Unsticking radio

The very word “infrastructure” sounds big and imposing, all concrete and rebar and buttresses here and there.

Not so, says Doc Searls: it’s plastic, and especially so when it comes to radio:

[T]he infrastructure of broadcasting, at least here in the U.S. … is being gradually absorbed into the mobile data system, which is still captive to the mobile phone system, but won’t be forever. For New York’s FM stations, the old-fashioned way to get range is to put antennas in the highest possible places, and radiate signals sucking thousands of watts off the grid. The new-fashioned way is to put a stream on the Net. Right now I can’t get any of these stations in Boston on an FM radio. In fact, it’s a struggle even to get them anywhere beyond the visible horizons of the pictures I took on the Empire State Building. But they come in just fine on my phone and my computer.

You have to wonder if Ferris O’Brien is getting more listeners off TheSpyFM.com than he can possibly get off that 900-watt stick out there in Boondoxia.

To borrow the name of a band Ferris plays now and then, We Were Promised Jetpacks. That’s not happening yet, exactly, but prying terrestrial radio off actual terra firma seems to me to be a step in the right direction.

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6 comments

  1. scooby214 »

    18 January 2010 · 5:07 pm

    I do think Ferris gets more listeners through his stream. For me, I use the stream at home (through my Logitech Squeezebox) and to 105.3 when in the car.

    I have found that the Squeezebox has really pulled me away from terrestrial radio when at home. I can stream my favorite stations, such as KOCD, The Spy, and Radio OKC, to my Ramsey transmitter. Then I tune in radios around the house to the Ramsey transmitter and listen to my heart’s content. No more having to find that one location in the house where my best portable can get in KOCD, only to have it fade out mid afternoon.

    The only thing I haven’t experimented with yet on the Squeezebox is with Pandora. It appears that you can set up a free Pandora account through the Squeezebox. I’ve heard it is addictive, so I think I’ll let the newness of the Squeezebox wear off before trying Pandora.

  2. fillyjonk »

    18 January 2010 · 5:42 pm

    The one potential problem with radio going internet-based and such is, what do you do when the power goes out? (I know: laptop batteries. But I’ve never yet had a laptop that didn’t have a “rechargeable” battery that had decreasing ability to hold power as the thing’s life progressed).

    Really, the main time I listen to local (or what passes for local here) radio is when there’s bad weather, power outage, some major problem…and if you’re cowering in the (dry) bathtub under a mattress listening for tornado updates, you really kind of need something portable and battery powered.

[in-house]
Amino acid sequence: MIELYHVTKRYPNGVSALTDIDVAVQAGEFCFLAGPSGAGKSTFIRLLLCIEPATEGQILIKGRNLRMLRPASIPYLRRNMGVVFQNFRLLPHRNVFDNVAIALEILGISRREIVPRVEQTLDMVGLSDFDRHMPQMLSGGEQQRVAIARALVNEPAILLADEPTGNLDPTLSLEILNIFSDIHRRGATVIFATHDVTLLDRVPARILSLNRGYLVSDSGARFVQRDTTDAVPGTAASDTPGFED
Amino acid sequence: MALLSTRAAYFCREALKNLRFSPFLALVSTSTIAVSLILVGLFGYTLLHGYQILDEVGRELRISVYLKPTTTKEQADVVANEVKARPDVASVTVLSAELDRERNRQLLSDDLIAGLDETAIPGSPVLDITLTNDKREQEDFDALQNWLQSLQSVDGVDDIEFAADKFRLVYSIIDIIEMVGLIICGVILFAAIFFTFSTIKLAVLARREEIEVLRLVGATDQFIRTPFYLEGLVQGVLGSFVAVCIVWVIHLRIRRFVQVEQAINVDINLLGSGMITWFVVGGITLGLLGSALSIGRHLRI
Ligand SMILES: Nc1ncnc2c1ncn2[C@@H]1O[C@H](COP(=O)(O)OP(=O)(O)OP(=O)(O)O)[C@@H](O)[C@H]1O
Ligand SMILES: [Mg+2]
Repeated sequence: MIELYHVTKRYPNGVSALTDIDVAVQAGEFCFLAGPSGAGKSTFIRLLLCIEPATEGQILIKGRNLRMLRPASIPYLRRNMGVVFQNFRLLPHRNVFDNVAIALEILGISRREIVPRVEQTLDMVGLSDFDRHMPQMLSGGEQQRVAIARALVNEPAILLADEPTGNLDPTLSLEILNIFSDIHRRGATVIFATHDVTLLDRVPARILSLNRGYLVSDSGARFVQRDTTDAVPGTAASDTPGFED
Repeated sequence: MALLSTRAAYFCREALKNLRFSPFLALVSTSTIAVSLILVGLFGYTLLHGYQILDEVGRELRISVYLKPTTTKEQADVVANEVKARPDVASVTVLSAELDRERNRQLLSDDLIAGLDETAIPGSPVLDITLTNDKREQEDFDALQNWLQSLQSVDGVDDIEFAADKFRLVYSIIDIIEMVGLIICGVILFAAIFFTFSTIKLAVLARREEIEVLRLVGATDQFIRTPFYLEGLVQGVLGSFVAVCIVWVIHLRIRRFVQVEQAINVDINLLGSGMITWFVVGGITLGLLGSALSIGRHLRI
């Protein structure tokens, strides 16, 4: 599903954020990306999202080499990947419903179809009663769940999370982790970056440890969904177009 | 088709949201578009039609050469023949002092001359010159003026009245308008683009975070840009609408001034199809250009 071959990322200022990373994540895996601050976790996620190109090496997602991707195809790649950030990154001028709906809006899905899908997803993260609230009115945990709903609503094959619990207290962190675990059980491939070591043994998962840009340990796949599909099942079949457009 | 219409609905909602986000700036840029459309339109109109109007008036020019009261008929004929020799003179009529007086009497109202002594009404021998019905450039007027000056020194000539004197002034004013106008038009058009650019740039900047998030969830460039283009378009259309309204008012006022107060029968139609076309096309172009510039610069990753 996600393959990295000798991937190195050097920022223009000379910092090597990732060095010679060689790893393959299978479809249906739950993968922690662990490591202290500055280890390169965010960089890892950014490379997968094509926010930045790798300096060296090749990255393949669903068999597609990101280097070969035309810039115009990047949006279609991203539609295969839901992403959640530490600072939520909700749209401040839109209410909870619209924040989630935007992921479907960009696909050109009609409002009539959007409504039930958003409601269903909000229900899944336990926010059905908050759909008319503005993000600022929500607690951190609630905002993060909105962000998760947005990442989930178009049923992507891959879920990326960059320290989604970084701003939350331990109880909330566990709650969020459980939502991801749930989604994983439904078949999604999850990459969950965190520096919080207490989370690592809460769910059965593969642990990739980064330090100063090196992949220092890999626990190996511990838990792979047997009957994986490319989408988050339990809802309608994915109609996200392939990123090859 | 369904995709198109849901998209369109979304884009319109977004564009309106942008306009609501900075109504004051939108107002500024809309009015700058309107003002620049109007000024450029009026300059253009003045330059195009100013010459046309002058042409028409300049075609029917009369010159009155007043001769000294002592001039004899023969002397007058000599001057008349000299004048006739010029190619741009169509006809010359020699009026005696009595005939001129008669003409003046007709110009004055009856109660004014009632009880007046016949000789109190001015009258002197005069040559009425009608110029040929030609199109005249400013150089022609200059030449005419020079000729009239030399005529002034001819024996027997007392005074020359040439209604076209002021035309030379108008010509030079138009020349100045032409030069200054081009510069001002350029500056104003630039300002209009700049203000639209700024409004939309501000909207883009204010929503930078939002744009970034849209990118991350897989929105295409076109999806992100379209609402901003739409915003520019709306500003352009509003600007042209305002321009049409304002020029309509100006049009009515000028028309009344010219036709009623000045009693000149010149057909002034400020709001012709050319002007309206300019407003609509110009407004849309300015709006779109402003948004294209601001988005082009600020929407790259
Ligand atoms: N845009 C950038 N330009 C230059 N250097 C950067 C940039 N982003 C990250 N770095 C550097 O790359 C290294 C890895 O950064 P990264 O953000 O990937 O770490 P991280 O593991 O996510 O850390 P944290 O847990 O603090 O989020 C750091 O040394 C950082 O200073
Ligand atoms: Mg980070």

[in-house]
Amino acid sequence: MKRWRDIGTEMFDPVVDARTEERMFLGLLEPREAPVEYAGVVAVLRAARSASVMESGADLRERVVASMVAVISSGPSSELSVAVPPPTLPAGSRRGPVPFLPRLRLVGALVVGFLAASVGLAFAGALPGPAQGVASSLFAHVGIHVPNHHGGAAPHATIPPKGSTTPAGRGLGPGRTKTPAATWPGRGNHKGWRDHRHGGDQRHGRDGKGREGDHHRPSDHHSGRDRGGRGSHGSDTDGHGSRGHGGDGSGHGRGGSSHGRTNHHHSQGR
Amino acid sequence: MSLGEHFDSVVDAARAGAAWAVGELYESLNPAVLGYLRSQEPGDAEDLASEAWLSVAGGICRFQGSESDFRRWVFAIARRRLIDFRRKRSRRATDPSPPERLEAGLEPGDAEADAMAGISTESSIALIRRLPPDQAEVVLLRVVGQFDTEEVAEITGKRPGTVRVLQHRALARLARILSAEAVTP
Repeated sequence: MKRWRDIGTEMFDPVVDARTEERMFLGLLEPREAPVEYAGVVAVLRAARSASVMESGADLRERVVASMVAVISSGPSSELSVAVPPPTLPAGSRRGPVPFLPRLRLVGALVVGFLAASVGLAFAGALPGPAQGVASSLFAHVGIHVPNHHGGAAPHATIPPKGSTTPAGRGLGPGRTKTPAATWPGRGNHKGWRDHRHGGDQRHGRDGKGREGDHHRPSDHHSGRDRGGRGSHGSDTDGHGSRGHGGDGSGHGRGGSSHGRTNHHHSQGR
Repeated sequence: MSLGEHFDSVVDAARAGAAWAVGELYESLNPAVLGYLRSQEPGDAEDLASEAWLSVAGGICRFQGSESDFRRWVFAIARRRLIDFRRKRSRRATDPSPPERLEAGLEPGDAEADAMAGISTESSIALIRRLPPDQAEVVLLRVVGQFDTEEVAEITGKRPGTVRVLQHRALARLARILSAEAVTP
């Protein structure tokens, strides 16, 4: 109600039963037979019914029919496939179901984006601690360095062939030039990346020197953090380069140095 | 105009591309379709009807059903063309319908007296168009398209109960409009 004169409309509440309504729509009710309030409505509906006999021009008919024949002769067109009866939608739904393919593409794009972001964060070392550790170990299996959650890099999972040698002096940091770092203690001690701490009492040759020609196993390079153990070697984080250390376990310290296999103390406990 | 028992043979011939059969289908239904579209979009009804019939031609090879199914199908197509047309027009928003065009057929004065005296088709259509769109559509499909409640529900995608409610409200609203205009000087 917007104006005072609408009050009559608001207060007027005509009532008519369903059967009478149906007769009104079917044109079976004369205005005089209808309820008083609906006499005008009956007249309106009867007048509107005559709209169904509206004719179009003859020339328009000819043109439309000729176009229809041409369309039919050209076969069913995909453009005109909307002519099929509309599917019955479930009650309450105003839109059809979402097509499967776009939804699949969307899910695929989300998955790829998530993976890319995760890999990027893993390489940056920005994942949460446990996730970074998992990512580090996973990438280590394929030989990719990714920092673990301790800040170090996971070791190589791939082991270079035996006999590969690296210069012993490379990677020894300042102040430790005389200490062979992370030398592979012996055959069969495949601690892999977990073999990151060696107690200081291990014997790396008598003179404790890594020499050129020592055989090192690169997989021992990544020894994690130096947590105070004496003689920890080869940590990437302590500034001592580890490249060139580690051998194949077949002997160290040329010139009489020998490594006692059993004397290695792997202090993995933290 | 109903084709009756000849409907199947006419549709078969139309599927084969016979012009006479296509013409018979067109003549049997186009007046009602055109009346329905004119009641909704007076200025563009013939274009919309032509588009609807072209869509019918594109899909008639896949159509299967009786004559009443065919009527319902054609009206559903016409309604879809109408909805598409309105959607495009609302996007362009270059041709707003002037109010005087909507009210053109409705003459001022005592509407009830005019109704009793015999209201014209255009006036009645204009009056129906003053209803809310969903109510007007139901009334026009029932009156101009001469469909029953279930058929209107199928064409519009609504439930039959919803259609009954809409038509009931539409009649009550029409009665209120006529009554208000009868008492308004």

Otherwise, the only FM stations I actually listen to come through the Internet, because I apparently have non-mainstream musical tastes. I keep thinking of getting a satellite radio receiver but I keep being too cheap to do it.

  3. Doc Searls »

    18 January 2010 · 8:04 pm

    In the long run there will probably be a mix of transmission systems. I think satellite comes in here too, perhaps in an on-demand basis. The current Sirius-XM system is one that owes its continued existence to Howard Stern, who remains available no other way, including Sirius’ own iPhone app (where his channels are a glaring absence). Truth is, Howard could have his own subscription system on the Net, receivable over a 24kb stream on phones, which would work even on crappy data connections. I kinda hope that happens, so other uses can be found for the satellite capacity.

  4. CGHill »

    18 January 2010 · 8:07 pm

    There exist battery-operated Internet radios, but you still have the problem of getting the Internet to them; if my power goes down, so does my router. I suppose they can be taught to run off cell-phone networks, but I imagine this would get expensive rather quickly.

    I get most of my weather reports from the NWS, via their VHF radio service at 162.40 MHz.

  5. Dick Stanley »

    19 January 2010 · 12:37 am

    For the owner, the best part of Internet radio, besides the savings on equipment, is that no license is required–except, I suppose, for the rights to the music you play. But no expensive, time-consuming haggling with the feds. So far, anyhow. Ought to vastly increase the number of “stations,” if it hasn’t already.

  6. Old Grouch »

    19 January 2010 · 12:43 pm

    “except, I suppose, for the rights to the music you play”

    Yep. And it’s not surprising, given the low barrier to entry plus the opportunity for programming the 90% of music that’s NOT played by broadcast radio, that the music “industry” has been doing its best to kill it.

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